Q:  If a person tested positive for COVID-19 can they be re-infected?

There is evidence to suggest that some people have contracted the virus a second time. This means that all people – even those who have already had the illness – should remain vigilant and take the necessary precautions.

Q: Can pets get COVID-19?

The coronavirus that causes COVID-19 is not considered a threat to dogs and cats, and pets do not play a role in transmission of the virus to people.

Coronaviruses are a large family of viruses, some causing illness in people and others that circulate among animals, including camels, cats and bats. It is rare for an animal to infect people and then spread between people such as with recent outbreaks of MERS and SARS.  

Q: Do mosquitoes carry CORVID-19/Can the virus be transmitted through mosquitoes?

No. COVID-19 is not transmitted by mosquitoes.

Q. How long can the virus stay on leather/cloth surfaces?

Studies suggest that coronavirus can survive on metal for up to five days on glass for four to five days, and plastic for up to nine days, according to a recent study by the Journal of Hospital Infection. The same studies show coronavirus can survive up to 24 hours on cardboard.

 

It is not clear yet, but the virus may have a shorter lifespan on fabrics than on hard surfaces.

Q: Is it safe to receive a package from an area where COVID-19 has been reported?

Yes. The likelihood of an infected person contaminating commercial goods is low and the risk of catching the virus that causes COVID-19 from a package that has been moved, traveled, and exposed to different conditions and temperature is also low.

Q: How long can the virus live on food from restaurants?
The coronavirus can be spread in a public restaurant as it can be spread in any public space. If you’re about to eat, wash your hands. Wash your hands after using the restroom. If you’re concerned about the cleanliness of your table, ask the server to wipe it down for you.

Remember that COVID-19 is spread from person to person. If there is an infected person in that space then both person-to-person transmission can occur as well as transmission from a contaminated surface if someone touches it and then touches their face.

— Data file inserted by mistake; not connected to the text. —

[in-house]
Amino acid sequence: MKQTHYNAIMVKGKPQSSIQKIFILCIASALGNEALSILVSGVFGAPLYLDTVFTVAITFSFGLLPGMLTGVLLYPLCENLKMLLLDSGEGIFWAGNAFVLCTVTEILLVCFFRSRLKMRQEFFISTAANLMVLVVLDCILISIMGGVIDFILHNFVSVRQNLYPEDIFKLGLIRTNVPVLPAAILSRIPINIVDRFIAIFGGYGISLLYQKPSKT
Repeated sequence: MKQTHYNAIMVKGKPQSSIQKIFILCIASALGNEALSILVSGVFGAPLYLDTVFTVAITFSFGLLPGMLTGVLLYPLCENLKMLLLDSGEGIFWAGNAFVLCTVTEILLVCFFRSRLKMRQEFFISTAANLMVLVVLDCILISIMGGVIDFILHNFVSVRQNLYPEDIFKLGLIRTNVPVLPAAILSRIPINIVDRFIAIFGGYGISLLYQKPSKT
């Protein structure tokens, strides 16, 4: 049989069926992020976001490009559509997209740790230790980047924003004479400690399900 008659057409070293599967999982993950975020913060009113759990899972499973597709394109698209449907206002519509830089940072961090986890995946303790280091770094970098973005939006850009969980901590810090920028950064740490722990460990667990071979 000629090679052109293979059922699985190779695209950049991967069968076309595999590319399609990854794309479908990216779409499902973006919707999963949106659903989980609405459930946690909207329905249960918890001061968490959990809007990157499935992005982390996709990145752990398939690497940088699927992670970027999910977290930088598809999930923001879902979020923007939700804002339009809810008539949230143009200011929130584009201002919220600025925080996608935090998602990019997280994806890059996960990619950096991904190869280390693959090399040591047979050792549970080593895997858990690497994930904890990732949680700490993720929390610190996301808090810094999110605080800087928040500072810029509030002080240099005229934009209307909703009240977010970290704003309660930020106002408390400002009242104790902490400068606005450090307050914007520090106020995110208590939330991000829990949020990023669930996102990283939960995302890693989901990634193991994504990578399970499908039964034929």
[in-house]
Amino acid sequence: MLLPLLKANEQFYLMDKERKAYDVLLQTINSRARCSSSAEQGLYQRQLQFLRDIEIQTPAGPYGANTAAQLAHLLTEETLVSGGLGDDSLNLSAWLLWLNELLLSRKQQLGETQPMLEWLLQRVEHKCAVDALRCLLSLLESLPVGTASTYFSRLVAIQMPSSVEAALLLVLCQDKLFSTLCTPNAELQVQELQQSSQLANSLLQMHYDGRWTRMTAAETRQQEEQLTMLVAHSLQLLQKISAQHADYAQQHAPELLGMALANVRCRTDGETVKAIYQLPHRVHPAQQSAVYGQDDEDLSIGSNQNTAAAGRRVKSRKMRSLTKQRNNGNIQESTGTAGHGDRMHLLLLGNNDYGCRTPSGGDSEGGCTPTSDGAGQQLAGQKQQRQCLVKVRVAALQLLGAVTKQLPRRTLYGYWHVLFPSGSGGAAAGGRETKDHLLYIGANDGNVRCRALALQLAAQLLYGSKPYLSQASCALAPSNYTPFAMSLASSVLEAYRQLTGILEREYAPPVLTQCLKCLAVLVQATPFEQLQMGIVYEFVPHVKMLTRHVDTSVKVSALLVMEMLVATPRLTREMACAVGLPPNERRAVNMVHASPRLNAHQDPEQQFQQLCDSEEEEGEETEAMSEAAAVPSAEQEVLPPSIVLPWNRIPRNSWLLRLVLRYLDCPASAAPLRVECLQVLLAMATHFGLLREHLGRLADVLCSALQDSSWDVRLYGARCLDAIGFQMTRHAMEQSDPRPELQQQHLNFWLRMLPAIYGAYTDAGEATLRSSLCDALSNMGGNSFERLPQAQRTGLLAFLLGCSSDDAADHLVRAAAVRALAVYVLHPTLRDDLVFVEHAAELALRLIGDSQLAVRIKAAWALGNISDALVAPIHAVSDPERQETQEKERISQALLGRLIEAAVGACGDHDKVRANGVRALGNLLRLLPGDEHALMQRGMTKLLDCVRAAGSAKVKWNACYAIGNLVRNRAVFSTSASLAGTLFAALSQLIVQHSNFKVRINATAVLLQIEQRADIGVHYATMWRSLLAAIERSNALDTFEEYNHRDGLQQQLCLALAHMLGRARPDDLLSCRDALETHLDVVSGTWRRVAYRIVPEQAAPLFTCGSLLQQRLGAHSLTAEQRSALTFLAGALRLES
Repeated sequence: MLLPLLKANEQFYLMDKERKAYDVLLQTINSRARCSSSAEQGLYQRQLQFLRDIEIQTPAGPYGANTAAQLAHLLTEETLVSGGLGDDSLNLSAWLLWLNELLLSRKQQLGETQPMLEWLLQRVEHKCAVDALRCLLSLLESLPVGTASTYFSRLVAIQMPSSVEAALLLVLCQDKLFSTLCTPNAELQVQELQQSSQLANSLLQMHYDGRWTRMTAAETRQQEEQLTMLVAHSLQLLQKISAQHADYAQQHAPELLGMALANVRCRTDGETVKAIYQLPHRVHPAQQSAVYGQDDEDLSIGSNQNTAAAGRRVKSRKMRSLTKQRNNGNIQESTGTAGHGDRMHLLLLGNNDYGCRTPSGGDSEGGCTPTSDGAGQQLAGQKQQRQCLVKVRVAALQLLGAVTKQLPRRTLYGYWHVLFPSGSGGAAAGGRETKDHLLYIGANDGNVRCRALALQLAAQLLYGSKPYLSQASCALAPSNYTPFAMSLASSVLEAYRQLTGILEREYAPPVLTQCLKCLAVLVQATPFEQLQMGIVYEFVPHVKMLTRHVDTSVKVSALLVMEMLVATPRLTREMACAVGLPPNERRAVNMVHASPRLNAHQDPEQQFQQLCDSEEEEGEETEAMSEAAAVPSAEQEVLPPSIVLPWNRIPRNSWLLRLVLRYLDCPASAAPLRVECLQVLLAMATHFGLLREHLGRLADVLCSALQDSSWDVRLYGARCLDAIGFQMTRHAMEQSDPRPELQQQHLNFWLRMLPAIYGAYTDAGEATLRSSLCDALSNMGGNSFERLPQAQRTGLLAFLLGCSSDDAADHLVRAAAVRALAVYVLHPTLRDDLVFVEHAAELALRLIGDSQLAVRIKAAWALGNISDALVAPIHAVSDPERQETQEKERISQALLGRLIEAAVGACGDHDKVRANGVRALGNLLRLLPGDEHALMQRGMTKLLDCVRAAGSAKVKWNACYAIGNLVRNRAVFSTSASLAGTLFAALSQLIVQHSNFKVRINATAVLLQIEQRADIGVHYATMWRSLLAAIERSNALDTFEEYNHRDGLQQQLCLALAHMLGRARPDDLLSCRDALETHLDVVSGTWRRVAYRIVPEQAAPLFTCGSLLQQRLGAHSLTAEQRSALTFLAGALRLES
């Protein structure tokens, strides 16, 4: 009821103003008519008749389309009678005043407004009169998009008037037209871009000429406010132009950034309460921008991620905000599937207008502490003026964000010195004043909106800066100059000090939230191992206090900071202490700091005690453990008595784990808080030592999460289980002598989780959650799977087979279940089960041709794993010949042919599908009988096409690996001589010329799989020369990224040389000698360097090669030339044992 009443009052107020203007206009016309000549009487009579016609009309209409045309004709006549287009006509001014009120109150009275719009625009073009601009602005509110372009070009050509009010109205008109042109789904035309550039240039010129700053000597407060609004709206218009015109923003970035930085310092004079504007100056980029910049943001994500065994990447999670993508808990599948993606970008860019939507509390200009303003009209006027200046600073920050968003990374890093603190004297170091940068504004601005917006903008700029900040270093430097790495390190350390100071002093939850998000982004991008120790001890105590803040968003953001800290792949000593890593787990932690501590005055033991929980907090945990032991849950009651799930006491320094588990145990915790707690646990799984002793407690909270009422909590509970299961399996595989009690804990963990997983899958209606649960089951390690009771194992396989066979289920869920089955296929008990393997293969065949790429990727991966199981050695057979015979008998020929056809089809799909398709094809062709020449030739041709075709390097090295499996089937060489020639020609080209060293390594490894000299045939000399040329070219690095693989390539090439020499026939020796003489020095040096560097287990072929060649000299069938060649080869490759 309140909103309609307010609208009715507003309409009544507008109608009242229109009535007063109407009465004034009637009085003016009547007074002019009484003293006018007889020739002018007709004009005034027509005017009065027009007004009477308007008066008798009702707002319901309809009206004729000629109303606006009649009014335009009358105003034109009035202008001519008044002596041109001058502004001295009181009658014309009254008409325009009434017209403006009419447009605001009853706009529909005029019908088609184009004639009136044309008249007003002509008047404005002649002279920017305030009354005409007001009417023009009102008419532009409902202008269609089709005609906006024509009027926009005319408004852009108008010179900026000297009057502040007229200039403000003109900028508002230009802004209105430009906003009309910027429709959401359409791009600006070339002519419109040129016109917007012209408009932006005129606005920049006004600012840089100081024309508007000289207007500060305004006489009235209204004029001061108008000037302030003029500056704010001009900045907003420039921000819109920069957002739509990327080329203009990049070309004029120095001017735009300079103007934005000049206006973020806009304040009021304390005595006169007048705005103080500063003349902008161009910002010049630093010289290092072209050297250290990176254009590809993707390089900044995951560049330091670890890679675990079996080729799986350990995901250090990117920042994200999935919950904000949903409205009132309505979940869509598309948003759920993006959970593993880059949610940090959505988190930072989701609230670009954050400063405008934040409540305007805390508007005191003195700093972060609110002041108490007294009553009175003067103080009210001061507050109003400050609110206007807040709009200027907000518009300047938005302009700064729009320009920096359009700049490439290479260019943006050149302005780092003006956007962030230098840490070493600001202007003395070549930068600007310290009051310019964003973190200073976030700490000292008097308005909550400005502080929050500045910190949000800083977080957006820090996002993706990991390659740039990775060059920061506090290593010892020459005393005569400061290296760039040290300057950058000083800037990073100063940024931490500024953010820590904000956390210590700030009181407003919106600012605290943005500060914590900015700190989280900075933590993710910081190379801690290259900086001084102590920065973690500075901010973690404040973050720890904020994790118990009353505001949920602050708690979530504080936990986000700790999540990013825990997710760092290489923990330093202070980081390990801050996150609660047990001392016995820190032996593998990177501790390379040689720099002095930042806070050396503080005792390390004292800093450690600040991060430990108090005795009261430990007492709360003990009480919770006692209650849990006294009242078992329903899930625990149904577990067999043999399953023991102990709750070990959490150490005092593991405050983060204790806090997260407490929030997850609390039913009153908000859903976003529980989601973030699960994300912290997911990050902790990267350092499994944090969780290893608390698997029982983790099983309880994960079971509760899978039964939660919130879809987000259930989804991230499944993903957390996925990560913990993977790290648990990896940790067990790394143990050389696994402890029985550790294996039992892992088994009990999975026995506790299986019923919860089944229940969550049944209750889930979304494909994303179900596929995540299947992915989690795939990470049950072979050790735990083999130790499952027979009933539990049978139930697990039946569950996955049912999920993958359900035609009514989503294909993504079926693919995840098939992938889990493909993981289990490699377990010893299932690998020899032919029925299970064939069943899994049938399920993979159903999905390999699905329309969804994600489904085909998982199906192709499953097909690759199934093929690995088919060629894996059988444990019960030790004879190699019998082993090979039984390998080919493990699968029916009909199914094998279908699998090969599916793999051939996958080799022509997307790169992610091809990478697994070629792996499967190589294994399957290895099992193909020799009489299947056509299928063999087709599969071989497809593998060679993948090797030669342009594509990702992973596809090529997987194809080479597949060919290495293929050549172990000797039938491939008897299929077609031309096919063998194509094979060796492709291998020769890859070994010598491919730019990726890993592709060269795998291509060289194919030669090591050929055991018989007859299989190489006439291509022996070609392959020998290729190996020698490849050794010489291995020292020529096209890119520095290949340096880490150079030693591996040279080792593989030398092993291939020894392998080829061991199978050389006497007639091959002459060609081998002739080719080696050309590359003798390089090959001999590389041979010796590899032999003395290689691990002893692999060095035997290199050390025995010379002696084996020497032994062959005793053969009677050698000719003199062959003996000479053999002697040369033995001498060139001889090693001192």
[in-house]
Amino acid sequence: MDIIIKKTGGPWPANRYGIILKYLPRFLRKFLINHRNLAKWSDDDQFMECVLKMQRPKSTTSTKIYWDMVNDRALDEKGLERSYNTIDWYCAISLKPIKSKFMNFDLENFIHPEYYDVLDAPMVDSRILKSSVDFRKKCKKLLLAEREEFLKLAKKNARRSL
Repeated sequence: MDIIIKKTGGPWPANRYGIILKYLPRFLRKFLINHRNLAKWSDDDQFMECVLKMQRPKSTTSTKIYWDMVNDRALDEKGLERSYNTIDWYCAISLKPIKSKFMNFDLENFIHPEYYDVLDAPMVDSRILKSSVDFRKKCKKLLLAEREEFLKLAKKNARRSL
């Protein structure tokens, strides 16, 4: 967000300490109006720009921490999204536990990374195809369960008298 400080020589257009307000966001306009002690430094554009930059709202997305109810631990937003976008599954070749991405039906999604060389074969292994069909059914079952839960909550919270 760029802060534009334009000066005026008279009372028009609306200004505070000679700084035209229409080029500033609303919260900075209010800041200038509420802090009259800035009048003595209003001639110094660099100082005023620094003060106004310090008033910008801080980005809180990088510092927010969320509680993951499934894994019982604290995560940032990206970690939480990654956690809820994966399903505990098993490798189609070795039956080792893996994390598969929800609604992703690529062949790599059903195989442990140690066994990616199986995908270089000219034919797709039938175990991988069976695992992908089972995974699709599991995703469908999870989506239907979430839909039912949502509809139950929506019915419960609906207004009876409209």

Q: Should I wipe down things purchased from stores? How long can the virus live on hard surfaces?

Studies suggest that coronavirus can survive on metal for up to five days on glass for four to five days, and plastic for up to nine days, according to a recent study by the Journal of Hospital Infection. The same studies show coronavirus can survive up to 24 hours on cardboard.

 

It is not clear yet, but the virus may have a shorter lifespan on fabrics than on hard surfaces.

Q: What are the best items to use to clean surfaces and protect from COVID-19?

COVID-19 does not require any unique cleaning chemicals to disinfect surfaces. Soap and water works, and you can use an alcohol-based wipe. Baby wipes may not be effective.

Q: Am I at risk if I go to a funeral or visitation service for someone who died of COVID-19?

There is currently no known risk associated with being in the same room at a funeral or visitation service with the body of someone who died of COVID-19.

 

The Louisiana Department of Health has posted additional guidance about funerals and the proper handling of decedents who have had COVID-19 at www.ldh.la.gov/coronavirus. Just click on Guidance & Resources.

HEALTH EFFECTS / COMPLICATIONS

Q. What are severe complications from this virus?

Severe complications include pneumonia in both lungs.

Q. Who is at higher risk for serious illness from COVID-19?

Those who are most at risk are people over age 60 AND who have severe chronic medical conditions such as heart, lung, kidney disease or diabetes.

 

Other people who are not age 60, but who have these same medical conditions also face a higher risk than the general population.

Q. What about women who are pregnant?

There is limited data on the effect of COVID-19 on pregnant mothers and their infants. Overall, there does not appear to be an increased risk of severe disease for pregnant women. However, because pregnant women are immunocompromised, they should be considered in the at-risk population.

 

Social distancing should be practiced. This means visitors will need to be limited during labor and delivery. We are encouraging hospitals to prepare patients for this ahead of admission.

 

Q. What is the risk to children?